FAQ's

What is a Dietitian?

A dietitian is someone that has studied nutrition science at university through a 4 year Bachelor degree or nutrition and dietetics masters. In Australia, the Dietitians Association of Australia, Accredits Dietitians for practice, through the Accredited Practising Dietitian (APD) program. At The Food Clinic, our dietitian is both an Accredited Practising Dietitian, Accredited Nutritionist and member of the Dietitians Association of Australia (DAA). The DAA require members who are APDs to undergo a minimum of 30 hours of conitnuing professional development annually so you can be sure an APD is up to date with what's new in nutrition.

What does a dietitian do?

A dietitian helps you or your organisation to achieve or provide better nutrition through realistic food solutions. During an individual consultation you will be asked about your food habits and medical history as well as your health goals, and what you want to get out of the session. Information is tailored to your needs so that you can learn the skills and meal ideas that will be relevant to you and your health conditions. Most clients get best results if they are able to attend review consultations so that  the dietitian can assist you to overcome any barriers or road blocks you may having in making dietary and lifestyle changes.

Why should I see a dietitian at The Food Clinic?

At The Food Clinic, our dietitian is friendly, approachable, knoweldgeable about nutrition and loves food so you can be sure recommendations are kept realistic. Your lifestyle and budget will be taken into account when our dietitian assists you to plan, shop and prepare nourishing meals for you and your family. 

Do I need a referral?

No, referrals are not essential and The Food Clinic accepts patients who self refer as well as those referred by other health professionals. If you have a chonic medical condition, you may be eligible to Medicare funding for dietitian consultations through the Chronic Disease Managment program (formerly known as Enhanced Primary Care - EPC). For those who are eligible for this funding a referral or Team Care Arragement from your GP is essential. Referrals are also essential for clients receiving funding through the Department of Veteran's Affairs and Garrison Health Programs.

How many consultations will I need?

The number of consultations that you require will depend on how complex your medical history is, your nutrition knoweldge and how confident and ready you are to make the nutrition and lifestyle changes that are recommended at your consultation. As a general guide for those with newly diagnosed conditions such as diabetes or heart disease, The Food Clinic recommend a minimum of three (3) consultations. For clients with long term weight management issues often fortnightly sessions are required initially and then every 1-2 months for 6-12months. However you can choose how many sessions you want and how often you want to come along. At The Food Clinic we do not lock clients into fixed programs but can be flexible to what you want or in some cases the number of sessions you are allocated as part of a Team Care Arranegement plan or through your health insurer.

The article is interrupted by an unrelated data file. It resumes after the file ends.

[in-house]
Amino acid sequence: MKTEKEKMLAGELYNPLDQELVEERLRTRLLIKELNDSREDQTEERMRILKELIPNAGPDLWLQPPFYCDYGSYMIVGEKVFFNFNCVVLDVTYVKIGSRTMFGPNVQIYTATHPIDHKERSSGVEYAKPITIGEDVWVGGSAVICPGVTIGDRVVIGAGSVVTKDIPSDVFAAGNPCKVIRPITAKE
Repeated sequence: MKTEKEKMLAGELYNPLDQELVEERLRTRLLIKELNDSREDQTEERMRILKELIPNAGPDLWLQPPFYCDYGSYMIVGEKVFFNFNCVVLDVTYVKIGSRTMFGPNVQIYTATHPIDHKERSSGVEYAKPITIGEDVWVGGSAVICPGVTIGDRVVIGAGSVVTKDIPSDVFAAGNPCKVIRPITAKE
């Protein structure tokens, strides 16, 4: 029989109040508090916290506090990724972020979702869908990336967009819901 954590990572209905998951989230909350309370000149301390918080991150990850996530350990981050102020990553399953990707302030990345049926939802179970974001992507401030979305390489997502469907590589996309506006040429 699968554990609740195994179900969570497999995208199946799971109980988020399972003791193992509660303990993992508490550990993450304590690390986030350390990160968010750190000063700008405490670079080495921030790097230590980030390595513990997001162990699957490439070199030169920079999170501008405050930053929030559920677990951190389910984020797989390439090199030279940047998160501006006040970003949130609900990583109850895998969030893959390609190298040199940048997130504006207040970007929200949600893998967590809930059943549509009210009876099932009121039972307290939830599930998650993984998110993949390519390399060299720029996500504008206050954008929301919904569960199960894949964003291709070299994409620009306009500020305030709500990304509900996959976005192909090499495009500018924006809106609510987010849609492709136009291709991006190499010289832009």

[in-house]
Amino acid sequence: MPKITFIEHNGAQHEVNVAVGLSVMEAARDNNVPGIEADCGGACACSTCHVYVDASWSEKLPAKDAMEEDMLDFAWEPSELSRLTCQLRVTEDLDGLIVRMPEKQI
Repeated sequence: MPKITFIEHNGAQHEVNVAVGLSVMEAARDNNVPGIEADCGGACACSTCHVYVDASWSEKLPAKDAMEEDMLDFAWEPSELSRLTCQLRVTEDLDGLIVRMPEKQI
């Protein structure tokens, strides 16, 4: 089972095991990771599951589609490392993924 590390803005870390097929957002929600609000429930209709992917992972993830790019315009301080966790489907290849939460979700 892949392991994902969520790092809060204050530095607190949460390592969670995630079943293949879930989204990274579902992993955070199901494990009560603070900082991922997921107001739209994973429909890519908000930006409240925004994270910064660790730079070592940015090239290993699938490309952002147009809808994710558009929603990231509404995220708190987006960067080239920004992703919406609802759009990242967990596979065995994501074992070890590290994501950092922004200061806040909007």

How do I make an appointment?

The quickest way to make an appointment is to phone reception in business hours. For appointments in Essendon phone 9346 7262. For appointments at The Toorak Clinic phone 9827 3600 and for Heidelberg phone 9459 4415. Alternatively if you would like more infomration please sumbit an email enquiry via the contact us page.

I have diabetes, how can a dietitian help me?

A dietitian will help you to understand what type of diaebtes you have (type 1, type 2 or gestational diabetes) and how your food intake affects your blood sugar levels. Learn how to plan nourishing meals that are nutritionally balanced, read food labels, help you to achieve your most healthy/comfortable weight and overall stabilise your blood sugar levels. For people with flexible insulin doses and insulin pumps a dietitian will also teach you the skills of carbohydrate counting so that you can adjust your insulin doses to match your food intake.

I think I might be intolerant to gluten, what should I do?

Perceived gluen intolerance is now very common in the community, just take a step inside any supermarket or health food store and you'll find lots of gluten free options, however it may come as a suprise that research is showing us that many people who think they are gluten intolerant may not in-fact need to avoid all gluten. There are many conditions that can present as a perceived gluten intolerance, two of the most common are coeliac disease, which requires strict avoidance of all gluten and regular medical follow up, and Irritable Bowel Syndrome, which for most people responds better to a Low FODMAP diet than a low gluten diet. Both of these conditions require specific dietary guideance and a general reduction in gluten intake alone is not the answer. If you suspect a gluten intolerance, before changing your diet, come along to see a dietitian or a GP for further guidance.

I don't have coeliac disease but my doctor thinks I may have some food intolerance what will a dietitian do?

Once medical causes of suspected food intolerances have been investigated a dietary investigation is the next step. This is a two phase approach of an elimination and rechallenge diet looking at specific food triggers that are likely contributing to your symptoms. This process is done under the guidenace of an experinced detitian to make sure that you can identify the corrent food triggers of your symptoms, avoid any unnecessary dietary restriction and achieve a nutritionally adequate diet.